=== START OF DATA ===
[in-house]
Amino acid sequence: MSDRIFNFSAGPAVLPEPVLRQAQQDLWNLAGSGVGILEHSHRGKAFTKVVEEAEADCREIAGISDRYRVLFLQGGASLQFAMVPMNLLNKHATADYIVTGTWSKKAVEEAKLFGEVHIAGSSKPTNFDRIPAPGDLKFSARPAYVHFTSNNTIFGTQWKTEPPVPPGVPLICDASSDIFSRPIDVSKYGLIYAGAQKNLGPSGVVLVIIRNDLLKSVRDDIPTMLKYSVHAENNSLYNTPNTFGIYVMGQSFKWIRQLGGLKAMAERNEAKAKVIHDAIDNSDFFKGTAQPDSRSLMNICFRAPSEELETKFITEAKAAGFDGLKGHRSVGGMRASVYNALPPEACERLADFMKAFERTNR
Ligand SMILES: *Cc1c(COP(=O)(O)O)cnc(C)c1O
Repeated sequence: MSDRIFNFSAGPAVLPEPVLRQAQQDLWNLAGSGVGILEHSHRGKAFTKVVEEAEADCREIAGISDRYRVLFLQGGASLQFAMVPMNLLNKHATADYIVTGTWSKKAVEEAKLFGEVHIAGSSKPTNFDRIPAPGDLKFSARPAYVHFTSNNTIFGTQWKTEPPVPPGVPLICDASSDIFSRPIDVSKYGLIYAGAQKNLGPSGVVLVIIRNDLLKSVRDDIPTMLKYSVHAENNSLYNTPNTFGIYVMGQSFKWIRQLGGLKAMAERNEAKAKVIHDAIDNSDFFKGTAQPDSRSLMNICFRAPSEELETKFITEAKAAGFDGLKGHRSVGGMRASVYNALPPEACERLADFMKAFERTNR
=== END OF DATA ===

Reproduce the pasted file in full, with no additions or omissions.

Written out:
[in-house]
Amino acid sequence: MSDRIFNFSAGPAVLPEPVLRQAQQDLWNLAGSGVGILEHSHRGKAFTKVVEEAEADCREIAGISDRYRVLFLQGGASLQFAMVPMNLLNKHATADYIVTGTWSKKAVEEAKLFGEVHIAGSSKPTNFDRIPAPGDLKFSARPAYVHFTSNNTIFGTQWKTEPPVPPGVPLICDASSDIFSRPIDVSKYGLIYAGAQKNLGPSGVVLVIIRNDLLKSVRDDIPTMLKYSVHAENNSLYNTPNTFGIYVMGQSFKWIRQLGGLKAMAERNEAKAKVIHDAIDNSDFFKGTAQPDSRSLMNICFRAPSEELETKFITEAKAAGFDGLKGHRSVGGMRASVYNALPPEACERLADFMKAFERTNR
Ligand SMILES: *Cc1c(COP(=O)(O)O)cnc(C)c1O
Repeated sequence: MSDRIFNFSAGPAVLPEPVLRQAQQDLWNLAGSGVGILEHSHRGKAFTKVVEEAEADCREIAGISDRYRVLFLQGGASLQFAMVPMNLLNKHATADYIVTGTWSKKAVEEAKLFGEVHIAGSSKPTNFDRIPAPGDLKFSARPAYVHFTSNNTIFGTQWKTEPPVPPGVPLICDASSDIFSRPIDVSKYGLIYAGAQKNLGPSGVVLVIIRNDLLKSVRDDIPTMLKYSVHAENNSLYNTPNTFGIYVMGQSFKWIRQLGGLKAMAERNEAKAKVIHDAIDNSDFFKGTAQPDSRSLMNICFRAPSEELETKFITEAKAAGFDGLKGHRSVGGMRASVYNALPPEACERLADFMKAFERTNR